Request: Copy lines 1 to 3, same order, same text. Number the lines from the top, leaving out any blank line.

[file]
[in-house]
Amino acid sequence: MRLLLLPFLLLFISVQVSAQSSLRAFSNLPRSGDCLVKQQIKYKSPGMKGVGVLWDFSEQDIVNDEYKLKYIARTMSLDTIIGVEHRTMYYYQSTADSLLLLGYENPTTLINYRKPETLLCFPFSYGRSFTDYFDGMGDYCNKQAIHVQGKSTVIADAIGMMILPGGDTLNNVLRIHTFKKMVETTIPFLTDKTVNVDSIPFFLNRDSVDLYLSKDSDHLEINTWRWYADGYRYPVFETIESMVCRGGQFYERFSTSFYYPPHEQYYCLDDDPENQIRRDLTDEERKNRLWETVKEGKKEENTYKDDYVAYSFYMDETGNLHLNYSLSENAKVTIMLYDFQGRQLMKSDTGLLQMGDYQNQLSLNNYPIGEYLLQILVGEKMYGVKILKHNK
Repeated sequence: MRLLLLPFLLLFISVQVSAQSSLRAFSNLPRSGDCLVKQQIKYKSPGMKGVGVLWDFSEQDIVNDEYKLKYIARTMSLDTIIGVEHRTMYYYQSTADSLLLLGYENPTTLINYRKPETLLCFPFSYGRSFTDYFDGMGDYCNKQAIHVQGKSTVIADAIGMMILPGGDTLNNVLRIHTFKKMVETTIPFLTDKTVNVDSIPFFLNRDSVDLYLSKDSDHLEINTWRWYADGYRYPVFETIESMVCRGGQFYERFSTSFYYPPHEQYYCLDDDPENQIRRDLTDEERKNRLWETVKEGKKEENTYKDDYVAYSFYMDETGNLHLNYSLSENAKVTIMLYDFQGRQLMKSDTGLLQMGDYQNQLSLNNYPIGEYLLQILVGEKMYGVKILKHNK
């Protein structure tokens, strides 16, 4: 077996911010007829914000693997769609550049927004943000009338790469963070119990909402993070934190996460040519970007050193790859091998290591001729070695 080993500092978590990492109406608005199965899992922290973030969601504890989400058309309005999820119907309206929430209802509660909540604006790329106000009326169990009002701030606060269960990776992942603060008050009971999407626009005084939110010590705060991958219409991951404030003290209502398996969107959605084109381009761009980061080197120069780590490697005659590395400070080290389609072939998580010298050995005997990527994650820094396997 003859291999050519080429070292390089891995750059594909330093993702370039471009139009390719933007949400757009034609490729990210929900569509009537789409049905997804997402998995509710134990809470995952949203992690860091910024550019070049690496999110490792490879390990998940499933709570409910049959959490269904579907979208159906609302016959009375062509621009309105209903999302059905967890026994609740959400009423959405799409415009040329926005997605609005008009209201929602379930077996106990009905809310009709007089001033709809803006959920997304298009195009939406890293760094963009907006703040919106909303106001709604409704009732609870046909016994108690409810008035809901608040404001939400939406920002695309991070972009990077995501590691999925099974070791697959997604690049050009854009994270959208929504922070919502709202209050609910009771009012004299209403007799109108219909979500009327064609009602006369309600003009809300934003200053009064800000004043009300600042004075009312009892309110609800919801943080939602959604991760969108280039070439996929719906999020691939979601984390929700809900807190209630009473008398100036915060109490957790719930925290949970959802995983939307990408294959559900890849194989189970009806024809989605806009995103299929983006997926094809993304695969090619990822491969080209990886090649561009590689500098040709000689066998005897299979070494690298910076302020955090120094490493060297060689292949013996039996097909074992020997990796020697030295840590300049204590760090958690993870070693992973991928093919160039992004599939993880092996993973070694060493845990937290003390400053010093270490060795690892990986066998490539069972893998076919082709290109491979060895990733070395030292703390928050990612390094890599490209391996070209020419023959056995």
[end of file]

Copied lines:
[in-house]
Amino acid sequence: MRLLLLPFLLLFISVQVSAQSSLRAFSNLPRSGDCLVKQQIKYKSPGMKGVGVLWDFSEQDIVNDEYKLKYIARTMSLDTIIGVEHRTMYYYQSTADSLLLLGYENPTTLINYRKPETLLCFPFSYGRSFTDYFDGMGDYCNKQAIHVQGKSTVIADAIGMMILPGGDTLNNVLRIHTFKKMVETTIPFLTDKTVNVDSIPFFLNRDSVDLYLSKDSDHLEINTWRWYADGYRYPVFETIESMVCRGGQFYERFSTSFYYPPHEQYYCLDDDPENQIRRDLTDEERKNRLWETVKEGKKEENTYKDDYVAYSFYMDETGNLHLNYSLSENAKVTIMLYDFQGRQLMKSDTGLLQMGDYQNQLSLNNYPIGEYLLQILVGEKMYGVKILKHNK
Repeated sequence: MRLLLLPFLLLFISVQVSAQSSLRAFSNLPRSGDCLVKQQIKYKSPGMKGVGVLWDFSEQDIVNDEYKLKYIARTMSLDTIIGVEHRTMYYYQSTADSLLLLGYENPTTLINYRKPETLLCFPFSYGRSFTDYFDGMGDYCNKQAIHVQGKSTVIADAIGMMILPGGDTLNNVLRIHTFKKMVETTIPFLTDKTVNVDSIPFFLNRDSVDLYLSKDSDHLEINTWRWYADGYRYPVFETIESMVCRGGQFYERFSTSFYYPPHEQYYCLDDDPENQIRRDLTDEERKNRLWETVKEGKKEENTYKDDYVAYSFYMDETGNLHLNYSLSENAKVTIMLYDFQGRQLMKSDTGLLQMGDYQNQLSLNNYPIGEYLLQILVGEKMYGVKILKHNK